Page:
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Sunday, April 22, 2018

Asparagus is one vegetable that can be grown in all but the coldest and warmest parts of the United States. The roots will need a season long enough to store energy to produce lots of fat spears. The cold weather could make the asparagus go dormant for a bit.

If you plant to grow asparagus from seed it may take up to three years before the first harvest. For better results start in spring with year old crowns. Crowns are bare root plants without leaves. You will want to ask for the male hybrid plants that outproduce older types. These plants will mature and produce 1/2 pound crowns. Deciding how much to grow will depend on your appetite for asparagus but roughly 5 crowns per person should be enough.

You are preparing a bed that will produce asparagus for years to come. A site that is sunny, well drained and out of the way of traffic is important when choosing the best spot. Compost a space 2 feet wide and dig a 6 to 8 inch trench as the length. Salt the trench with compost and then set crowns 1 1/2 feet apart. Cover crowns, mulch and water

Friday, April 20, 2018

What are all those blood test

Visit the doctor and more than likely you will have a blood test done. Blood test are common and offer information that other wise may not be known. There are many blood test types and many different reasons blood may be taken. Some of the most common and important type of blood test include:

  • A Full Blood Count test may be completed if blood levels are needed to be known. 
  • blood test for kidneys is done to check the health of the kidney or sign of kidney failure
  • liver function test are used for the detection of possible injury or inflammation to the liver. 
  • Blood sample is taken in the morning and checked for glucose levels to check for diabetes
  • Pricking a finger is an easy way to check for cholesterol in the body.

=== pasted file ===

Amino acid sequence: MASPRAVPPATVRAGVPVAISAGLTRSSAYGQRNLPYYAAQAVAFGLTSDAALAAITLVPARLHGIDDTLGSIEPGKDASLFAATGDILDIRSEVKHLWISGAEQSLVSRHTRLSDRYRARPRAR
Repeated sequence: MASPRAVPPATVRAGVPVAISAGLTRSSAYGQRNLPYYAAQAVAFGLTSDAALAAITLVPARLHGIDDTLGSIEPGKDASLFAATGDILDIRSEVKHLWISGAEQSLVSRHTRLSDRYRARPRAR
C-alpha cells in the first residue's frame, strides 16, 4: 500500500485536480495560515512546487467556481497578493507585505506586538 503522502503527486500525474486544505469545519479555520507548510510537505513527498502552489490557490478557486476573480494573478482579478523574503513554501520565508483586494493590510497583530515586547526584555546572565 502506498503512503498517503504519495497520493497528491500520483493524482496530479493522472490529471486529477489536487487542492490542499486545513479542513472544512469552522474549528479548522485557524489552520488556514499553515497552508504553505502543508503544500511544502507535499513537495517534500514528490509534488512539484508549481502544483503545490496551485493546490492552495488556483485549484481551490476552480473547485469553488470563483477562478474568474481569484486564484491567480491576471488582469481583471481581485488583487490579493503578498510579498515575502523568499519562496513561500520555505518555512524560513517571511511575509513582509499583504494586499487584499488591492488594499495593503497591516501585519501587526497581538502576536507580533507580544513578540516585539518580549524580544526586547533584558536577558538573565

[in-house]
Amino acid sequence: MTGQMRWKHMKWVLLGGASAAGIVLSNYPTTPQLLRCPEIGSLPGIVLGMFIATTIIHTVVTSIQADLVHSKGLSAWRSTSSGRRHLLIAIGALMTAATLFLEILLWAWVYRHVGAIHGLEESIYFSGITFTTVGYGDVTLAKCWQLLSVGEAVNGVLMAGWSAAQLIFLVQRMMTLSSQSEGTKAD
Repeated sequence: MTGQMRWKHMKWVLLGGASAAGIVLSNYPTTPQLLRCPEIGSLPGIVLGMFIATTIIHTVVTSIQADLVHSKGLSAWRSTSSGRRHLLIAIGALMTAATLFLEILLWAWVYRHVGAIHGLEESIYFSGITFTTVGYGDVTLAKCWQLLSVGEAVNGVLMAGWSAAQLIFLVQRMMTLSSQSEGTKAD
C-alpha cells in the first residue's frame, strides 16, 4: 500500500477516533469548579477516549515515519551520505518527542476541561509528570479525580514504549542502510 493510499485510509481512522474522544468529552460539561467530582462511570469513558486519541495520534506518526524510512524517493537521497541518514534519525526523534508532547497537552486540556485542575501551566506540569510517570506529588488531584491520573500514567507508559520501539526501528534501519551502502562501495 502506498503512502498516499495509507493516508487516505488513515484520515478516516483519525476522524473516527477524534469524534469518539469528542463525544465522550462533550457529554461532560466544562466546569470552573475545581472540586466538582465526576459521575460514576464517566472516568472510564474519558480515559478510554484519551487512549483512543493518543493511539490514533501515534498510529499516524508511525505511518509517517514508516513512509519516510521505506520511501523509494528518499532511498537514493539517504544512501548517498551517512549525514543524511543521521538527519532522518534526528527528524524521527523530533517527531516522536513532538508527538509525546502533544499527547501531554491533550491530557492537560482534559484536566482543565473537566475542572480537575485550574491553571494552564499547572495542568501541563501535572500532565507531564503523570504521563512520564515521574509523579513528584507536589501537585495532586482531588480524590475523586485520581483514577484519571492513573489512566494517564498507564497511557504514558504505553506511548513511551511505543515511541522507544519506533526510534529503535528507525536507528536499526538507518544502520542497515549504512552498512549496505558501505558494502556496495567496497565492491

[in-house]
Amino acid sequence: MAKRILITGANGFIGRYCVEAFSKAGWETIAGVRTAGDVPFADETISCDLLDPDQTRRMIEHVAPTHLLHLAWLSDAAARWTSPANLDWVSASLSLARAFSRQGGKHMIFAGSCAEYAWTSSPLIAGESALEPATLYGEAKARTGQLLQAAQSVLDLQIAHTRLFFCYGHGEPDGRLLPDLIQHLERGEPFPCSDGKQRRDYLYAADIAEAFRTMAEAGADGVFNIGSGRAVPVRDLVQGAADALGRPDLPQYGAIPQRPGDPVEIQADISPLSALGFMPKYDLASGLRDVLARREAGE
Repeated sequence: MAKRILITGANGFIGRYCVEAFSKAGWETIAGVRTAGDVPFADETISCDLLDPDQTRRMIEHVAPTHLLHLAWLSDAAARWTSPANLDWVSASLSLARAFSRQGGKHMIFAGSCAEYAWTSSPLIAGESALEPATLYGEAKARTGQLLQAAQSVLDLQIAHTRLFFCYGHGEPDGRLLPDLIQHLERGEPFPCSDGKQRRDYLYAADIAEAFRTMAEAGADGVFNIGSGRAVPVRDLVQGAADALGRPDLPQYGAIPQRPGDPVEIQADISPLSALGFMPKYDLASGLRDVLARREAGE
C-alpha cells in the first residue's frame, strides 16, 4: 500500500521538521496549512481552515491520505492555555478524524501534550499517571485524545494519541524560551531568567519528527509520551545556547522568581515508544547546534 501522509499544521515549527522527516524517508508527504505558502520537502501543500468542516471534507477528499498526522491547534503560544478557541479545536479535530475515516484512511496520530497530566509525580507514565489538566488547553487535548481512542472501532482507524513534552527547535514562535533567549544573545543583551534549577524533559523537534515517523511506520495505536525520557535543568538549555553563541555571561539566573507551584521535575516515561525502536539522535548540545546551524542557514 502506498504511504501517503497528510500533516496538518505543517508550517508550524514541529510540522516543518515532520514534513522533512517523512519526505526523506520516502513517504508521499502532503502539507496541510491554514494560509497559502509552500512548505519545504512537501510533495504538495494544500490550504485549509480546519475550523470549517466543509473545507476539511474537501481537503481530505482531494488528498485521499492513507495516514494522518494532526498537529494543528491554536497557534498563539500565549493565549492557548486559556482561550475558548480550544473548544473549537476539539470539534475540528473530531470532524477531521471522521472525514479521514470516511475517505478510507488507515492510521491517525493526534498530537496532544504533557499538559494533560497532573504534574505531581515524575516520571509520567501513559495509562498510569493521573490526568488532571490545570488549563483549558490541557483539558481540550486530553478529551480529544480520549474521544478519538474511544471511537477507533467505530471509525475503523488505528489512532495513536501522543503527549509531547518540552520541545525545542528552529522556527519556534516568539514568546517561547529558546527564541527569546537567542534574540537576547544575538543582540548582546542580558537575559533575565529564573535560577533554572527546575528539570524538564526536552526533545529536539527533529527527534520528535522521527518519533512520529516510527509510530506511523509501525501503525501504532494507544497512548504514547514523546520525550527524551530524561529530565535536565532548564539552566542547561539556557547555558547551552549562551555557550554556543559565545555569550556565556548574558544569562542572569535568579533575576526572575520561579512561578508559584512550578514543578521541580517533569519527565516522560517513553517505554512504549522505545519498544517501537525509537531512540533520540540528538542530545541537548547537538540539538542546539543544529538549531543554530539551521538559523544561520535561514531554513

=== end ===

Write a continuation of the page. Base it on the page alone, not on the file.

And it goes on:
• urinalysis have been used for decades and offers doctor an idea how body is functioning during metabolically
  • cancer test are used to detect the presence of particular types of cancer and to monitor progress of the body
  • heart test shows presence of calcium in the arteries 

Beets come in more colors than red

 Beets have often been given a rough way to go but they may just surprise you. The garden beets root and leaves can both be eaten. Other beets are used to feed livestock. Beets became rather desired during the 19th century when it was discovered beets were a concentrated sense of sugar. It was Napoleon who decreed that the beet be used as the primary source of sugar. Around that same time beets were brought to the United States. Sugar beets now grow freely in the United States. Around 30% of the worlds sugar comes from beets.

One of the most common beet is the red beet. Red beets are also known as the garden beet, the table been and the beet. Red beets are often boiled and cooked to be eaten, they can also be eaten cold in a salad as well Some will enjoy beet soup as well. No matter how you enjoy red beets they are good for the body.

\Red Beets are a good source of vitamin C. Through time beets have been used to battle against vitamin C deficiencies such as scurvy. Beets are also a good source of betaine, a nutrient that is vital to good cardiovascular health. Betaine helps guard against strokes and heart disease. The nutrient is also beneficial in protecting the liver and raises the level of stomach acid

Beetroot juice is also beneficial and yes comes from the red beet. The juice helps to reduce high blood pressure The nitrate present in beetroot helps to make this true. 

Some times You Just Have To Turnip

Turnips are a lot like potatoes in both texture and appearance. Turnips, however, have a bitter flavor that pairs well with sweet meat like pork. Turnips are root vegetables that can be found year round in the produce aisle. Turnips are normally in season October - March. Turnips can add a number of vitamins and minerals that will benefit your overall health.

Turnips are white skinned root vegetable. They are used both in recipes for humans and to feed livestock. Turnip greens are consumed in some parts of the world. The leaves are often bitter and must be boiled down to be palatable much like mustard greens. Turnips are made in a number of recipes a few of the way turnips are used culinary are:

  • young or baby turnips are harvested at an early stage and are delicate and sweet in taste. Perfect for vegetable salad. Often served along with cabbage, carrot, and beetroot. Older turnips have a woody taste that is too strong for salads
  • Turnips can be diced into cubes and added to a piping hot vegetable stew. Ingredients such as potatoes, carrots, and shallots go well with recipes with turnips. Turnip greens as well as flesh can be cooked in soups and curries. 
  • In places such as India, Pakistan, and Iran enjoy turnip cubes that are pickled just like carrots
  • Raw turnips can be used in dips or coleslaw. Turnip strips or shreds can be used in dips, salad or coleslaw.